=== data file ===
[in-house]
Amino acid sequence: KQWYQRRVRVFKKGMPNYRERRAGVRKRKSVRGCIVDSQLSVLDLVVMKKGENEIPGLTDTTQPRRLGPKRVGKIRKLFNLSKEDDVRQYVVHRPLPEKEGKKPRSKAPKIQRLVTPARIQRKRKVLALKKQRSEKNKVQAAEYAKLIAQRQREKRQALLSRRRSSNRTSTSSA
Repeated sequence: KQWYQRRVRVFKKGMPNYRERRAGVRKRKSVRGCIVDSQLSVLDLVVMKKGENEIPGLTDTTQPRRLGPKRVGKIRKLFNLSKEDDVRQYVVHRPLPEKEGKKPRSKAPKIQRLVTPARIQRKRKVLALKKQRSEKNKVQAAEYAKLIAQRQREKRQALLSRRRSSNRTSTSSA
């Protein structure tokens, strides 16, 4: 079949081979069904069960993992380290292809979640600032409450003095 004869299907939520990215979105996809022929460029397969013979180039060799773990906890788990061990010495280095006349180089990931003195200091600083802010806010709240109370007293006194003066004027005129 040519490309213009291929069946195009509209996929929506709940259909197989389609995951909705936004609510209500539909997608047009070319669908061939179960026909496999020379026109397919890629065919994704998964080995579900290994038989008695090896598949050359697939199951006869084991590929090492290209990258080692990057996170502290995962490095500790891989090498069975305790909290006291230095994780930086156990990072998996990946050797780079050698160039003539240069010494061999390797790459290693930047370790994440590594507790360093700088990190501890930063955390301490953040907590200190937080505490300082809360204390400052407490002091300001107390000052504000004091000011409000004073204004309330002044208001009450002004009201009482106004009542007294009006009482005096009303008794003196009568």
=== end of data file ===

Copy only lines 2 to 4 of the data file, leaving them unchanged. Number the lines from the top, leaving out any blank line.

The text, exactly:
Amino acid sequence: KQWYQRRVRVFKKGMPNYRERRAGVRKRKSVRGCIVDSQLSVLDLVVMKKGENEIPGLTDTTQPRRLGPKRVGKIRKLFNLSKEDDVRQYVVHRPLPEKEGKKPRSKAPKIQRLVTPARIQRKRKVLALKKQRSEKNKVQAAEYAKLIAQRQREKRQALLSRRRSSNRTSTSSA
Repeated sequence: KQWYQRRVRVFKKGMPNYRERRAGVRKRKSVRGCIVDSQLSVLDLVVMKKGENEIPGLTDTTQPRRLGPKRVGKIRKLFNLSKEDDVRQYVVHRPLPEKEGKKPRSKAPKIQRLVTPARIQRKRKVLALKKQRSEKNKVQAAEYAKLIAQRQREKRQALLSRRRSSNRTSTSSA
């Protein structure tokens, strides 16, 4: 079949081979069904069960993992380290292809979640600032409450003095 004869299907939520990215979105996809022929460029397969013979180039060799773990906890788990061990010495280095006349180089990931003195200091600083802010806010709240109370007293006194003066004027005129 040519490309213009291929069946195009509209996929929506709940259909197989389609995951909705936004609510209500539909997608047009070319669908061939179960026909496999020379026109397919890629065919994704998964080995579900290994038989008695090896598949050359697939199951006869084991590929090492290209990258080692990057996170502290995962490095500790891989090498069975305790909290006291230095994780930086156990990072998996990946050797780079050698160039003539240069010494061999390797790459290693930047370790994440590594507790360093700088990190501890930063955390301490953040907590200190937080505490300082809360204390400052407490002091300001107390000052504000004091000011409000004073204004309330002044208001009450002004009201009482106004009542007294009006009482005096009303008794003196009568």